Snail caviar! The new gourmet frontier
Snail’s egg caviar anyone? It may sound like a challenge to the taste buds, but the salty, pink-white delicacy could be gracing hundreds of French tables this Christmas.
Caviar and champagne are a byword for the festive season in France, while a dozen “escargots”—or snails—cooked in garlic and parsley butter and served in or out of their grey-brown spiralled shells, are a much-loved staple.
But a couple of snail farmers from Soissons, in the Picardie region north-east of Paris, found a way to roll two delicacies into one: their snail caviar, called “De Jaeger”, hit the shelves in October.
Dominique and Sylvie Pierru ditched their old jobs in 2004—he as a construction worker, she running a fine food market stall—to set up their snail farm, and start work on a recipe for caviar.
The next three years were spent perfecting a way to harvest the eggs of their 50 000 gastropods, reared on an open-air diet of herbs and cereals, and to tenderize them without altering the taste.
The result: small, cream-coloured pearls that burst on the palate to reveal what the producers describe as “subtle autumn flavours with woody notes”.
The Pierrus recommend serving the caviar on a sliver of toast, at room temperature, lightly peppered with a touch of sour cream—and naturally a glass of chilled champagne.
“It’s completely different from sturgeon caviar, both in terms of appearance and taste,” said Dominique Pierru, fresh back from a French food salon where he said the feedback was “95% positive”.
“Chefs are very interested by the colour, the texture and the subtle flavour. It’s a real creative challenge for them.”
Joel Schaeffer, a top chef from Luxembourg, describes the taste as woody, salty, with a hint of rosemary, well suited to nutty ingredients such as truffle.
“We’re interested because it’s something totally new,” he said. “A lot of diners don’t like ordinary caviar, but this they find amazing.”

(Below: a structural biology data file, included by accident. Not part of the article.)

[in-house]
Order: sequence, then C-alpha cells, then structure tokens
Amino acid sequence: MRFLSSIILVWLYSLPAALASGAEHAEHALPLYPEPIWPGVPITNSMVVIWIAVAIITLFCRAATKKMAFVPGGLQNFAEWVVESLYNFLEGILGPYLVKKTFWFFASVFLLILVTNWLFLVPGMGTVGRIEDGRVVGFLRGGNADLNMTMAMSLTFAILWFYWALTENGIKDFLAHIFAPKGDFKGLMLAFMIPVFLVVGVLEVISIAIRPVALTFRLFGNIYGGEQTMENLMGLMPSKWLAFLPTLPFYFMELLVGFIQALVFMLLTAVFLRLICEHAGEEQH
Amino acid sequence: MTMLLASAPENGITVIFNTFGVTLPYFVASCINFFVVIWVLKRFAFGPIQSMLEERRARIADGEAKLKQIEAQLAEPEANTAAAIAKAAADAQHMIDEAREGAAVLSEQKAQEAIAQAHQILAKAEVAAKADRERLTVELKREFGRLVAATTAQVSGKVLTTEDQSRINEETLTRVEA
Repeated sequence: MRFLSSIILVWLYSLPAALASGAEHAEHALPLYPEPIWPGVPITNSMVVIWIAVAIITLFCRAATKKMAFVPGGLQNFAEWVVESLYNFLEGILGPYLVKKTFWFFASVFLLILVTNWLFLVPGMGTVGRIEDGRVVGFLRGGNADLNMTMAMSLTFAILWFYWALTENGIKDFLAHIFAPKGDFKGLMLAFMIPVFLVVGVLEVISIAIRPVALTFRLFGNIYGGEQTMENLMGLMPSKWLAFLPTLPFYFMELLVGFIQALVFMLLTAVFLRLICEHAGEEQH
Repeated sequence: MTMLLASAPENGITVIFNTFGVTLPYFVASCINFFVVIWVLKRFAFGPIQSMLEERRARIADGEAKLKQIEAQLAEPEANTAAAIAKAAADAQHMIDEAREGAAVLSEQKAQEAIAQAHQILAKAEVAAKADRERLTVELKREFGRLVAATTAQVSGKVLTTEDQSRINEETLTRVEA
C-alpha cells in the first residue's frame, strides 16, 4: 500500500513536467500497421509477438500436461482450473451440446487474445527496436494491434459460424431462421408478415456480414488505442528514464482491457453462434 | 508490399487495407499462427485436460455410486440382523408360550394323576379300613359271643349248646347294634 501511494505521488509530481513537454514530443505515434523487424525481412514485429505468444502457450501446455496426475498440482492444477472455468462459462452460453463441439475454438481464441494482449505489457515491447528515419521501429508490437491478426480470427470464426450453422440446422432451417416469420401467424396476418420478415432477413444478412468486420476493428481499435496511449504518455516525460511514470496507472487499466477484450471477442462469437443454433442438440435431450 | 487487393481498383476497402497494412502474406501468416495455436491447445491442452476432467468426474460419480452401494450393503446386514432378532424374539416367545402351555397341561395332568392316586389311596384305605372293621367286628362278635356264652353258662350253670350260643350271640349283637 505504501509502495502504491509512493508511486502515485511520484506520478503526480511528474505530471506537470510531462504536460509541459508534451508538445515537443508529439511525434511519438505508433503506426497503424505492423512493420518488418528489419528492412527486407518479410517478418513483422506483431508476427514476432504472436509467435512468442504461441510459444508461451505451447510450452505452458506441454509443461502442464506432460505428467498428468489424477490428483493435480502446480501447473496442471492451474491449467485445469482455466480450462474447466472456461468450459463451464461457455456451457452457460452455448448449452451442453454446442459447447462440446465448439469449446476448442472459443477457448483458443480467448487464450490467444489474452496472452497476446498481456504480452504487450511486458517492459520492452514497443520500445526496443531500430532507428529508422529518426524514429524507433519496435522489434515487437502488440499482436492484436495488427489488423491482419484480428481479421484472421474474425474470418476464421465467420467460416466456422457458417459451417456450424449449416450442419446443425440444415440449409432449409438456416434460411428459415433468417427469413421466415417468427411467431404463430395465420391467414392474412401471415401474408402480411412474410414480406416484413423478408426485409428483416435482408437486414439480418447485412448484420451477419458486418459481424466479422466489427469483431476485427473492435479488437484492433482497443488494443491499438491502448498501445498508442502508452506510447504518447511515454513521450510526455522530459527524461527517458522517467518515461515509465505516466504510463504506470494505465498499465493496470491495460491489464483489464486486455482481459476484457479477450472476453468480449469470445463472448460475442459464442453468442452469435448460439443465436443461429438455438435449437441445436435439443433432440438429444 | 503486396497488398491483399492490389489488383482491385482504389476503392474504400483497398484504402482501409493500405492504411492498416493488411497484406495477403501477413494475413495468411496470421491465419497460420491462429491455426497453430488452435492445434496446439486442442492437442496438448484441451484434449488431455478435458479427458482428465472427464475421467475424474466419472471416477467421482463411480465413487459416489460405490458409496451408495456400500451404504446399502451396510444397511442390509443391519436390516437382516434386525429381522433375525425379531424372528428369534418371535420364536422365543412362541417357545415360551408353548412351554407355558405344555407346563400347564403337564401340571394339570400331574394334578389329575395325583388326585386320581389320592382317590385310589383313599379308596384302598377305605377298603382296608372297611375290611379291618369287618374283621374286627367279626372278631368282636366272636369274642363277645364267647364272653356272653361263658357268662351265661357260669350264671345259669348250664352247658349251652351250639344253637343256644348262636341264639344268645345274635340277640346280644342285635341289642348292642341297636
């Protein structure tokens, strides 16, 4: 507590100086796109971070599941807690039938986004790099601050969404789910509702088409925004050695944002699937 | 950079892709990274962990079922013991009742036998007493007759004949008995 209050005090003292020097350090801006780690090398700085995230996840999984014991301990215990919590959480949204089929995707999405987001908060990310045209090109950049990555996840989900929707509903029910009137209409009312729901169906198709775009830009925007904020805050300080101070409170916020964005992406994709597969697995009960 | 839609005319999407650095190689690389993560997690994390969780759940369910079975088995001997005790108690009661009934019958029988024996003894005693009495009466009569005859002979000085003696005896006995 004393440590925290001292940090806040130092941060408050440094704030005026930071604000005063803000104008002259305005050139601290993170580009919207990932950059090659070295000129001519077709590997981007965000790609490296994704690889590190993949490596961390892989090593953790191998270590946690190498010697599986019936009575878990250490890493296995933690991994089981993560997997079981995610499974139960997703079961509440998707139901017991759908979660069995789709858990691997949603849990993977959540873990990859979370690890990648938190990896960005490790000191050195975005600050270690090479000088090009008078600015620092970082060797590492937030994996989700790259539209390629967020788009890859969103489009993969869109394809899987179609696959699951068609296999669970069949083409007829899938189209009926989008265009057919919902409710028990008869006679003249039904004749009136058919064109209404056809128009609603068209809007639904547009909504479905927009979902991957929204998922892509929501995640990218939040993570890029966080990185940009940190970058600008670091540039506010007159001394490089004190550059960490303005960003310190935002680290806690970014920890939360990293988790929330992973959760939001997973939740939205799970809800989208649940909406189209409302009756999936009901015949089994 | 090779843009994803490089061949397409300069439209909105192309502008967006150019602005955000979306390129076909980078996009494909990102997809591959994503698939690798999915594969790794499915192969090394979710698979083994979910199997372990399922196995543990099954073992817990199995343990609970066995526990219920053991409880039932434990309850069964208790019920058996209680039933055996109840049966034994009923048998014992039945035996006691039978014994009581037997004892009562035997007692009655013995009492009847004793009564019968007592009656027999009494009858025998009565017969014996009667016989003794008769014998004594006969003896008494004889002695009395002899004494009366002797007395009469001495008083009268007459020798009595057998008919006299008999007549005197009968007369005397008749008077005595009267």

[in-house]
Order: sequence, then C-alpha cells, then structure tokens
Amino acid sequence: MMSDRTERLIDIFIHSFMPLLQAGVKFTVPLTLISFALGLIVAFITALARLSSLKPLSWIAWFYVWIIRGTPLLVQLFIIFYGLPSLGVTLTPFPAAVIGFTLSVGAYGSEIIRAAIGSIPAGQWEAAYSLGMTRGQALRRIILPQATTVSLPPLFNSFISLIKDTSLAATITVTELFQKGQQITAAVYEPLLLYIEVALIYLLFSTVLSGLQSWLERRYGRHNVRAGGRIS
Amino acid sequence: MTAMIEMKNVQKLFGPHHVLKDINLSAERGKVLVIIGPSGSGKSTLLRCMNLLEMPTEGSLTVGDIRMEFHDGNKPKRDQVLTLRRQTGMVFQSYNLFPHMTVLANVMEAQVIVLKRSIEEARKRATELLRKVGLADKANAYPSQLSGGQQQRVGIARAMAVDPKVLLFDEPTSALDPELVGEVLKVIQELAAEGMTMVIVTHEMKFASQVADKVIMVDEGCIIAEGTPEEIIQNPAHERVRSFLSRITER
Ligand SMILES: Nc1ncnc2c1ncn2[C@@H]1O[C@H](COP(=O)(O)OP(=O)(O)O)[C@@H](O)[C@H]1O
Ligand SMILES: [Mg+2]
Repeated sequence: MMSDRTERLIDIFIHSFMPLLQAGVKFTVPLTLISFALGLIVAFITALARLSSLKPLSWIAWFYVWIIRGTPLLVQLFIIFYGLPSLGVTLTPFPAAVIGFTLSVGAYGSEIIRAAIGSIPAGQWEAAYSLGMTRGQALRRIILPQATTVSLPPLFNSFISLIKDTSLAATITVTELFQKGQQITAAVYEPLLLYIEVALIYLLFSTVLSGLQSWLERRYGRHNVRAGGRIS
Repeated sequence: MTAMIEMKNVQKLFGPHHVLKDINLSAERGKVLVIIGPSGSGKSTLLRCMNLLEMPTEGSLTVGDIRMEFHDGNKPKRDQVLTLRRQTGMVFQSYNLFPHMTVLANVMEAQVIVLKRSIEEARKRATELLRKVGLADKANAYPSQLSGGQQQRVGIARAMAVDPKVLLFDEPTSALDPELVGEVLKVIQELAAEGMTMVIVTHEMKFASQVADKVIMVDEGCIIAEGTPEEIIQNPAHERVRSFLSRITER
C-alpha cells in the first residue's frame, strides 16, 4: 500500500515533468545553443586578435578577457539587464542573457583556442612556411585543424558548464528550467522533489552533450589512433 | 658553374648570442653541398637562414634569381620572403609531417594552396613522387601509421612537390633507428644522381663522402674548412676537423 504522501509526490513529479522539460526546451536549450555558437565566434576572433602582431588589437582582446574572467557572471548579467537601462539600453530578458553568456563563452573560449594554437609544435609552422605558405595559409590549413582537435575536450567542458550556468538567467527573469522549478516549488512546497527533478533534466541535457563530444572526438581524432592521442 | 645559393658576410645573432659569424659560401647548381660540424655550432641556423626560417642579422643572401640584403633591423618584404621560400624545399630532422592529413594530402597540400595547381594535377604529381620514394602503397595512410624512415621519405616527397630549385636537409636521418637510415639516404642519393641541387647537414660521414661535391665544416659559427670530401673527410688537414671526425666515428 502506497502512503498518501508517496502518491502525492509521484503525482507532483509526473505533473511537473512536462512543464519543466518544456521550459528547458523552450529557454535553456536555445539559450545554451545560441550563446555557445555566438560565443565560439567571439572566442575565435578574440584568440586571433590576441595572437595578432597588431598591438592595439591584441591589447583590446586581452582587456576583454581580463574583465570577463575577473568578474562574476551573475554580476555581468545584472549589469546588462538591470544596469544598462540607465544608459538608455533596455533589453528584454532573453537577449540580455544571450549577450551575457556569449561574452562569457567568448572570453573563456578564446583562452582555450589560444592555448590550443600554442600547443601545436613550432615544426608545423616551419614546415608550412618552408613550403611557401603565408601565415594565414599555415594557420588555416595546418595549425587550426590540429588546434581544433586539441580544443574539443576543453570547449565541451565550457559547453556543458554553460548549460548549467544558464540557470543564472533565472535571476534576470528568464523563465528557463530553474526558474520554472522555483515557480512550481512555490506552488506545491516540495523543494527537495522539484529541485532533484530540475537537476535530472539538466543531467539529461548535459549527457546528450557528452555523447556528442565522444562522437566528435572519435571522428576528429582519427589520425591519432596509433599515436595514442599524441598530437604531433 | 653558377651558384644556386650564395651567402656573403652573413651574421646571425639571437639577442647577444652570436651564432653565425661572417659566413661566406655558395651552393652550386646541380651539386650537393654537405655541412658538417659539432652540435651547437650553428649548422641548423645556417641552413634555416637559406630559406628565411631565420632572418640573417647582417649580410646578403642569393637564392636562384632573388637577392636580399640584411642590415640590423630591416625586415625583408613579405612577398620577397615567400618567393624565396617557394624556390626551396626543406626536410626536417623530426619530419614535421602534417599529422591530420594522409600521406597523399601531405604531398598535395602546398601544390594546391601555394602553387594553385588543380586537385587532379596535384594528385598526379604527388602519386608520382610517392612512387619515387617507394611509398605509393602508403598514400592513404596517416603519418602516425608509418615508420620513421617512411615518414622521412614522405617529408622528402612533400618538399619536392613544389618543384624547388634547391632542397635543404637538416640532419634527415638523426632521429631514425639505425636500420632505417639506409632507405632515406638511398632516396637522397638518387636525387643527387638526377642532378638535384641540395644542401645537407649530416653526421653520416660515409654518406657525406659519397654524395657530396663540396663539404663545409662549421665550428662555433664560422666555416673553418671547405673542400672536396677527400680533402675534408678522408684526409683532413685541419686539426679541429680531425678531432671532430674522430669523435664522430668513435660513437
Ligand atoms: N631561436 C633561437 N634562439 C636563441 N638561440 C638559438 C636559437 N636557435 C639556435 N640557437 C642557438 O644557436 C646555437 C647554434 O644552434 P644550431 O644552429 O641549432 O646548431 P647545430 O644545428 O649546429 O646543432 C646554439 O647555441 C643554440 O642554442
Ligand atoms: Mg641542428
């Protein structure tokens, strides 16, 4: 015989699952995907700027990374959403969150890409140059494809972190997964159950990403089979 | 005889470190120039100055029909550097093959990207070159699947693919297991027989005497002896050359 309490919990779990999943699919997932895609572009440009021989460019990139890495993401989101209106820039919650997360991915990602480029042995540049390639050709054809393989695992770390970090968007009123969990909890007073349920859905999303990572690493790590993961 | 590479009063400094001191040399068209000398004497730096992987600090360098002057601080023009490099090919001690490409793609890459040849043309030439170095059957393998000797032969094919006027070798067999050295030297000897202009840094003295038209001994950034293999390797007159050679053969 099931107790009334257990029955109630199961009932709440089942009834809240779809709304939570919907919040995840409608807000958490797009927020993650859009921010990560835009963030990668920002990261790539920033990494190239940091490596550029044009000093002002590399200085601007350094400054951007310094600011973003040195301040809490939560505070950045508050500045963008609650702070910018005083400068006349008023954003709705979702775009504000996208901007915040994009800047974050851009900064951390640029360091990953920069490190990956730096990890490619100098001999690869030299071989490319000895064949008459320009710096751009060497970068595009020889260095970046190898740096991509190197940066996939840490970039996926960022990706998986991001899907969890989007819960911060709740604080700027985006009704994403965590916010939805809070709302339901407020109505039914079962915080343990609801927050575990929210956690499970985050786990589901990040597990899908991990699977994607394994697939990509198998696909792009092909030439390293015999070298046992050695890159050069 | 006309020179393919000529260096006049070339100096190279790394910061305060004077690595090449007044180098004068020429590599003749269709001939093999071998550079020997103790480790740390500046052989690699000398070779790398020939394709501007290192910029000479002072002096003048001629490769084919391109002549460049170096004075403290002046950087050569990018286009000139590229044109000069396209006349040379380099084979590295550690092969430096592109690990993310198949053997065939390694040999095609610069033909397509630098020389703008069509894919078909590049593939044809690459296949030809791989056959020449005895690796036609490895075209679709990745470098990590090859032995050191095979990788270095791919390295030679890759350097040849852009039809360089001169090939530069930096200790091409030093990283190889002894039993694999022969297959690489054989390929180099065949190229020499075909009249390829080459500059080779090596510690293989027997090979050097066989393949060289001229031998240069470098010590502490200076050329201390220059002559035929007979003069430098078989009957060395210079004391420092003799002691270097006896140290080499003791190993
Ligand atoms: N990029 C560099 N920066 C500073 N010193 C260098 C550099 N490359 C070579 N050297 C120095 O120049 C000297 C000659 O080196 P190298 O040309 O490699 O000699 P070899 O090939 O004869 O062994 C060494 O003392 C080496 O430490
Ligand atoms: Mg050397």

Schaeffer suggests serving the caviar warm in a celeriac soup, or with a thin sliver of truffle, in a cocktail glass layered with creamy celeriac puree and a milk and courgette mousse—garnished with coriander and toasted rosemary brioche.
As Christmas draws near, the Pierrus say they have sold 400 jars of the finished product, which retails for €80 ($115) per 50 grams, roughly the same as farmed sturgeon’s egg caviar, and are talking to top chefs and fine food specialists Hediard and Fauchon about channels to market.
Many snail farmers occasionally produce a batch of caviar, but the eggs in their raw state have a brittle, slippery shell, while pasteurisation—used to preserve them—is thought to spoil their flavour, Dominique Pierru says.
After tenderising the eggs—the exact process is a trade secret—the Pierrus plunge them in brine with a dash of rosemary essence to each jar, which allows the caviar to keep unpasteurised for three months.
“We are the only people worldwide making snail caviar this way,” Dominique Pierru claims.
“But we had to invent everything from scratch.”
Gathering the tiny pearls, three or four millimetres in diameter, is also a tricky task—requiring custom-made “egg-traps” to harvest the precious white globes.
“Once gathered, the eggs are cleaned and sorted. Everything is done by hand—which explains the high price,” said Sylvie, in the farm’s laboratory near their family home.
Snails are hermaphrodites—they have both male and female sex organs—and all can lay eggs, but the couple still had to ramp up the snails’ “output” to be able to have stocks all year round.
To coax them to lay more eggs, the snails—a plump grey breed originally from north Africa—nestle in a climate-controlled environment with a constant temperature of 20° Centigrade, 80% humidity and 18 hours of sunlight.
“It was the way to break the seasonal cycle,” said Dominique Pierru, who hopes eventually to produce up to a tonne a year. - AFP